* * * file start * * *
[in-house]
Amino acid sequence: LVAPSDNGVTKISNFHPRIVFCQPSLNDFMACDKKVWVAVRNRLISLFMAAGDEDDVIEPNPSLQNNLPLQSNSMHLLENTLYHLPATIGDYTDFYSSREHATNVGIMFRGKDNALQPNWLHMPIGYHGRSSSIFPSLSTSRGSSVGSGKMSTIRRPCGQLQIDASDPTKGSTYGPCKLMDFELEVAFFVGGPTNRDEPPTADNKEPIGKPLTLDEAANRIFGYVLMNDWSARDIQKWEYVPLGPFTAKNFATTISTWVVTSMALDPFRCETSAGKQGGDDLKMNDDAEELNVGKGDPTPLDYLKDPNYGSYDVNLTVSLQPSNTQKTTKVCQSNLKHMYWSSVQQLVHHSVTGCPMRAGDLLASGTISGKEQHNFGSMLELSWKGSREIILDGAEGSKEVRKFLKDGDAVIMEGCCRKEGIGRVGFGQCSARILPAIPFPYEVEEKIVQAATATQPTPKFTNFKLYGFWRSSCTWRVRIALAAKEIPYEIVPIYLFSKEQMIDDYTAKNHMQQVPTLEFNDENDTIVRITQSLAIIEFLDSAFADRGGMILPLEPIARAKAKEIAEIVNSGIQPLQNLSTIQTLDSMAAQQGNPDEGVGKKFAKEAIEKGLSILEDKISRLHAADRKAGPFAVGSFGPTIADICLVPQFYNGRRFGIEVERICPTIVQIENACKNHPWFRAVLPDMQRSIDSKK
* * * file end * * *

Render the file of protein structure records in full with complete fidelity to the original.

[in-house]
Amino acid sequence: LVAPSDNGVTKISNFHPRIVFCQPSLNDFMACDKKVWVAVRNRLISLFMAAGDEDDVIEPNPSLQNNLPLQSNSMHLLENTLYHLPATIGDYTDFYSSREHATNVGIMFRGKDNALQPNWLHMPIGYHGRSSSIFPSLSTSRGSSVGSGKMSTIRRPCGQLQIDASDPTKGSTYGPCKLMDFELEVAFFVGGPTNRDEPPTADNKEPIGKPLTLDEAANRIFGYVLMNDWSARDIQKWEYVPLGPFTAKNFATTISTWVVTSMALDPFRCETSAGKQGGDDLKMNDDAEELNVGKGDPTPLDYLKDPNYGSYDVNLTVSLQPSNTQKTTKVCQSNLKHMYWSSVQQLVHHSVTGCPMRAGDLLASGTISGKEQHNFGSMLELSWKGSREIILDGAEGSKEVRKFLKDGDAVIMEGCCRKEGIGRVGFGQCSARILPAIPFPYEVEEKIVQAATATQPTPKFTNFKLYGFWRSSCTWRVRIALAAKEIPYEIVPIYLFSKEQMIDDYTAKNHMQQVPTLEFNDENDTIVRITQSLAIIEFLDSAFADRGGMILPLEPIARAKAKEIAEIVNSGIQPLQNLSTIQTLDSMAAQQGNPDEGVGKKFAKEAIEKGLSILEDKISRLHAADRKAGPFAVGSFGPTIADICLVPQFYNGRRFGIEVERICPTIVQIENACKNHPWFRAVLPDMQRSIDSKK